If your policy is through an employer, you will need to fight back within the constraints of a federal law known as ERISA that is used to control the process. Time limits, evidence to be considered and how the case progresses through an administrative process is governed by this law, which is extremely strict and limiting for claimants.

In both cases, the insurance company will attempt to have you admit that you can do another type of work for the simple reason that if you can work, you aren’t going to file a claim. We see this all the time and do battle with insurance companies over this position on a regular basis. A dentist who can’t use their hands should not have to become an office manager or sales person because of CTS. They should get the disability insurance benefits they have paid for with the own occupation coverage they were sold. 

The special challenge of CTS is that the possibility of working less may continue to exacerbate the injury. You may have success with filing for residual, or partial, benefits, but your CTS may remain the same or get worse as you are subjecting it to the same stress, just slightly less in duration.

If there is any possibility of improving the CTS, it is with treatment, not simply wearing a splint. Your disability insurance should cover this condition. That’s where Newfield Law Group comes in.

Can the Disability Insurance Company Force Me to Have Surgery?

Worry of undergoing surgery – or a bad result – for CTS surgery, keeps some people from having the surgery. But the decision of whether or not to undergo surgery should not be because of a threat to withhold benefits from a disability insurance company. Your treating physician, most likely an orthopedic surgeon who specializes in CTS, is the one who should present you with treatment options, not the insurance company.

We have handled numerous cases where the insurance company told the claimant they were good candidates for the surgery, even when their treating physician told them they were not and recommended they not undergo the surgery.   Policy provisions can have broad language, but should not be permitted to demand surgery as part of a claim.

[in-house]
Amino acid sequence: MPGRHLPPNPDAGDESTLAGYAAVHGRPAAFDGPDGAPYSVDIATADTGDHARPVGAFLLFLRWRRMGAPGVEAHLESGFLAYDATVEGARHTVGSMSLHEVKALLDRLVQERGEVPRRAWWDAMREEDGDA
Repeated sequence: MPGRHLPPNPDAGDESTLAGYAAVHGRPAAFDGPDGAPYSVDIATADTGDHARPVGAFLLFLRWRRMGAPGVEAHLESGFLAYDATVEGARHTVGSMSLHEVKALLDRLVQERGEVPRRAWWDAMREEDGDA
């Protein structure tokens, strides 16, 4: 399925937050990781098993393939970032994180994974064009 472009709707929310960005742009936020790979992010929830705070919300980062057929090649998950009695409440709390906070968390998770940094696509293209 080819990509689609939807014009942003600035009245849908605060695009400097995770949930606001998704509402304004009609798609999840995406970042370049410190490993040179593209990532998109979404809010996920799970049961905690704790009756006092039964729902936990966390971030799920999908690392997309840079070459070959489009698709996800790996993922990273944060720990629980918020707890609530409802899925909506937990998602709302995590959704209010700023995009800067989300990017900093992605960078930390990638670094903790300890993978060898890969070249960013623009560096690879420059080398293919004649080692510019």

What Should You Do to Protect Your Claim?

We advise our clients not to perform any tasks that could put their patients or projects at risk. Trying to perform a delicate operation or any task requiring delicate and precise movements with carpal tunnel syndrome could put another person at risk. If you are practicing medicine with CTS, we urge you to make the difficult decision.  Being pretty good is not enough for medical professionals  

We also advise clients to start keeping a log of their symptoms and how they affect your ability to perform day-to-day tasks. This will be helpful for your doctor as well. Disability attorney Jason Newfield knows how to use this and other information to frame your disability claim in the strongest possible way, and the more information he has, the better.

Be aware that anyone filing a disability claim should expect to come under surveillance at some point during the life of their claim. Your posts on social media may be examined to see what tasks you are able to do with your arms and wrists. Something as simple as retrieving mail from a mail box might be considered normal use of hands and used against your claim. Don’t be surprised if the disability insurance company (or the third-party administrator) requests follow up examinations with their own pay-for-hire doctors. 

As long as you are receiving benefits, the disability insurance company will keep their eye on you.  Unfortunately, proof of loss permits them to request materials and continue to investigate even when a claim has been accepted.

 A Trusted Advocate for You and Your CTS Disability Claim

Jason Newfield is known by his clients for his tenacious representation and compassion for their situation. Their heartfelt testimonials underscore his approach to practicing this very challenging area of the law. He understands he is often meeting people during one of the worst times of their lives and takes his responsibility very seriously. He will tell you what you can expect from the insurance company based on more than two decades of experience. 

If you are suffering from CTS and are unable to work, you are invited to call the Newfield Law Group and discuss your situation with Jason Newfield. He has seen your claim before.  Don’t delay, as there are strict time limits on disability claims.